In an age of postcolonialism theory, it’s jarring to see the neo-colonialism of Europeans and North Americans aimed at Africa when it comes to the continent’s natural resources. Africans are not only lectured on how to use their wildlife but are implicitly told they are too stupid to do this themselves. This is the message of the planned UK ban and similar calls in Germany and the US to ban the import of hunting trophies that are legal both under African law and the Convention on International Trade Endangered Species of Wild Fauna and Flora (CITES).

African leaders are also told not to drill and use the continent’s vast quantities of natural gas and oil, despite the fact that almost 600 million sub-Saharan Africans have no access to electricity. At the beginning of the year, German Development Aid Minister Svenja Schulze proclaimed she won’t support just any old jobs in Africa but only those that are ‘social, environmental or strengthen women’. Worthy? Perhaps. But South Africa’s current unemployment rate, for example, stands at 34 per cent.

The Namibian model is a way to protect and increase African wildlife. Namibia now has more large wild animals than at any time in its recent history. Probably no other country in Africa has used hunting as effectively to expand its population of mega-fauna.

The opposite approach – banning hunting, as in Kenya – has contributed to the decline of common Kenyan wildlife by 70 per cent and more. At the same time, the number of sheep and goats in Kenya has increased more than 75 per cent.

How does it work in Namibia? It’s worth listening to Stephan Albat, the Namibian farmer.

Albat, who studied Forest Science and Wildlife Management in South Africa, manages farms in Namibia with 24,000 hectares (59,000 acres). On these farms he has 2,600 beef cattle and about 4,000 large wild species including oryx, kudu, eland, hartebeest, giraffe, zebras, impala and warthogs. Albat has drilled wells and his windmills pumping water on the arid farms are a boon to all wildlife including a huge variety of birds.

Guest hunters on the farms shoot about 1,000 wild animals a year. Hunters pay the equivalent of approximately £175 for each culling animal killed and between £350 and £1,130 for a large, older trophy animal. The meat from wild animals can only be sold in Namibia and southern Africa because under European Union regulations Albat can export only beef to Europe. He earns the equivalent of £1.74 per kilo of antelope and 87p for warthog.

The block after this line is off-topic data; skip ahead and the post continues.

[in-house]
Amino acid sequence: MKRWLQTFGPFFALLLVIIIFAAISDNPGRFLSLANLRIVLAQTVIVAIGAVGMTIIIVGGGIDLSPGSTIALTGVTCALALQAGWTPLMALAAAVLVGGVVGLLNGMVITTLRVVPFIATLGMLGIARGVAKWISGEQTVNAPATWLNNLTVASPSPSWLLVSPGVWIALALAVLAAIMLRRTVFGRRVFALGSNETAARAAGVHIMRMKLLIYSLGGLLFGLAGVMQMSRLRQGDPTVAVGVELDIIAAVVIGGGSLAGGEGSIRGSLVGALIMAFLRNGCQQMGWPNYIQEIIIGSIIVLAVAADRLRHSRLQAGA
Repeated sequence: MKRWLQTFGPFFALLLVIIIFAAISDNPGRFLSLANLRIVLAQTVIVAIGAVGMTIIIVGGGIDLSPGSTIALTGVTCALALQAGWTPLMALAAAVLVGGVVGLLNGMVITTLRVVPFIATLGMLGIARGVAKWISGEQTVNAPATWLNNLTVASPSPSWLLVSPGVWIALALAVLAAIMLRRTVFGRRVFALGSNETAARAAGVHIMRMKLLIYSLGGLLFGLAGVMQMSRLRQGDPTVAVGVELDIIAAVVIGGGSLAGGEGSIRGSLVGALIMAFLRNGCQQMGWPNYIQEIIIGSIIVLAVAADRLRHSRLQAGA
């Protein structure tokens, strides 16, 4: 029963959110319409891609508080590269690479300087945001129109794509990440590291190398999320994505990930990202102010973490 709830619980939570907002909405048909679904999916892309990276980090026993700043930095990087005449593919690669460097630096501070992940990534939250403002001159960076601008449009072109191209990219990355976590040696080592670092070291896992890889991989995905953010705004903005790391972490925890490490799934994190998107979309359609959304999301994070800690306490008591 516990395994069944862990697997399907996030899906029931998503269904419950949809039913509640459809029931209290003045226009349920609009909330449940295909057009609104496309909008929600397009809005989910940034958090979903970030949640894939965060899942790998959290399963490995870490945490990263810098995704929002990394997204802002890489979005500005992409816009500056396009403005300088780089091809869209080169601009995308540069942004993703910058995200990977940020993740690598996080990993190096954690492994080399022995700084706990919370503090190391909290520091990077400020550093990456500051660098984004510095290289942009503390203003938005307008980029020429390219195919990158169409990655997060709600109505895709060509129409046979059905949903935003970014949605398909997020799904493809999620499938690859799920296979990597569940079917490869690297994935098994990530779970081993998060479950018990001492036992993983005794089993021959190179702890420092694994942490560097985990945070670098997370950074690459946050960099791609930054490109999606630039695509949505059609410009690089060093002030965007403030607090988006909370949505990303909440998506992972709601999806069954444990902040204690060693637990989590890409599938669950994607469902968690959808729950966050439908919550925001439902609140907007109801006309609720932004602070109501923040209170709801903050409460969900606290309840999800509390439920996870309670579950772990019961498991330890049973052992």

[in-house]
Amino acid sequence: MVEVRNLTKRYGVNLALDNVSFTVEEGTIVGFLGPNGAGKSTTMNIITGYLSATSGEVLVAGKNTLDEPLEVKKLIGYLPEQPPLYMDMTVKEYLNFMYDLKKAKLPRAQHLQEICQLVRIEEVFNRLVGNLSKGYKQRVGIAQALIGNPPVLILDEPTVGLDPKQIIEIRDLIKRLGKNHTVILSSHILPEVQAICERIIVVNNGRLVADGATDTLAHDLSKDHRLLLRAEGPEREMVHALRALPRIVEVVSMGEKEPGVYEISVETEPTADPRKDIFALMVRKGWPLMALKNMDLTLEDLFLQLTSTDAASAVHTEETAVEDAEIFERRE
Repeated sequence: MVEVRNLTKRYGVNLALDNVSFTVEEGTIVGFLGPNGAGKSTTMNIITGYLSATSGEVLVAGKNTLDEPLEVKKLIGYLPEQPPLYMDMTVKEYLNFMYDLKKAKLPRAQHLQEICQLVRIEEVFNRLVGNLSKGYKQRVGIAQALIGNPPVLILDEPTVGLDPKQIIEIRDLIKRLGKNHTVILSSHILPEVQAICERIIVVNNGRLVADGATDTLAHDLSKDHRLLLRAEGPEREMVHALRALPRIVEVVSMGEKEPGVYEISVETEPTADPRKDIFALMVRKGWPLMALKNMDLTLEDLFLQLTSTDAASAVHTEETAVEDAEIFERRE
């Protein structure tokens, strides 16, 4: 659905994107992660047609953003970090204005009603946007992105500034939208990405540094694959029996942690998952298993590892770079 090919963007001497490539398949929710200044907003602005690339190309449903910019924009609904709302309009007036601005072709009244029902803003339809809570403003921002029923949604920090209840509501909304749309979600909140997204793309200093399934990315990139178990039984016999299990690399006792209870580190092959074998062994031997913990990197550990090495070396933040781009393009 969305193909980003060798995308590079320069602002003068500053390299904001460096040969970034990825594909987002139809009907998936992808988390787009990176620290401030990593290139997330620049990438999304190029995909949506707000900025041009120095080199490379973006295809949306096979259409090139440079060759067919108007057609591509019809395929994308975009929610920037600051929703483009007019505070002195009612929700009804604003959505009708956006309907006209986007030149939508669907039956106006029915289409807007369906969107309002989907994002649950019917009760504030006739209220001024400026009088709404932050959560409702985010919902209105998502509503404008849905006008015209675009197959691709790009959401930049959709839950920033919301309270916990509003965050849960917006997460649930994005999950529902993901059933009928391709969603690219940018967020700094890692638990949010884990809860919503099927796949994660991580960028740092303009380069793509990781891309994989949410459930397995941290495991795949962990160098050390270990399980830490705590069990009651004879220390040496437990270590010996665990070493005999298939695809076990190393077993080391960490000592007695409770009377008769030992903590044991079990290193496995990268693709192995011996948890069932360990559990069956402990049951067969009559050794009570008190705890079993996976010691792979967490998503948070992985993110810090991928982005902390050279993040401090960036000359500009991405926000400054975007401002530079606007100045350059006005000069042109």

The farms employ 18 full-time workers and up to 12 seasonal workers. ’If we did not have the income from trophy hunting and culling, I would reduce the number of large wildlife species on the farms to 500 from the current 4,000 and replace them with cattle,’ says Albat. ‘As we say: if it pays it stays.’

The upshot: trophy hunting, the culling of young and injured animals and the sale of their meat supports the existence of 3,500 large, grazing, wild animals on Albat’s farms. This income allows him to tolerate losses caused by the largest animals such as eland and giraffes which damage fences and graze heavily. Leopards may kill some cattle but they have a value to the farms as a species that can be hunted under strict licensing regulations.

So, the next time you see that photo of an ugly hunter posing with a dead animal, recall the untidy nature of the world and the fact that people doing good stuff may not look the part. If you must virtue-signal that African trophy hunting is a great evil of our age, keep your true message and its impact in mind.

To do otherwise ignores the environmental pressures of Africa’s fast-growing population. You’re promoting a tidal wave of more cattle, sheep and goats and far less wildlife. You’re disempowering Africans seeking to forge their own destiny.

Banning trophy imports makes rich westerners feel good – but in effect it’s telling Africans to shut up and provide more beef for European burgers.



Leon Mangasarian

Leon Mangasarian worked as a news agency reporter and editor in Germany from 1989 with Bloomberg News, Deutsche-Presse Agentur and United Press International. He is now a freelance writer and tree farmer in Brandenburg, eastern Germany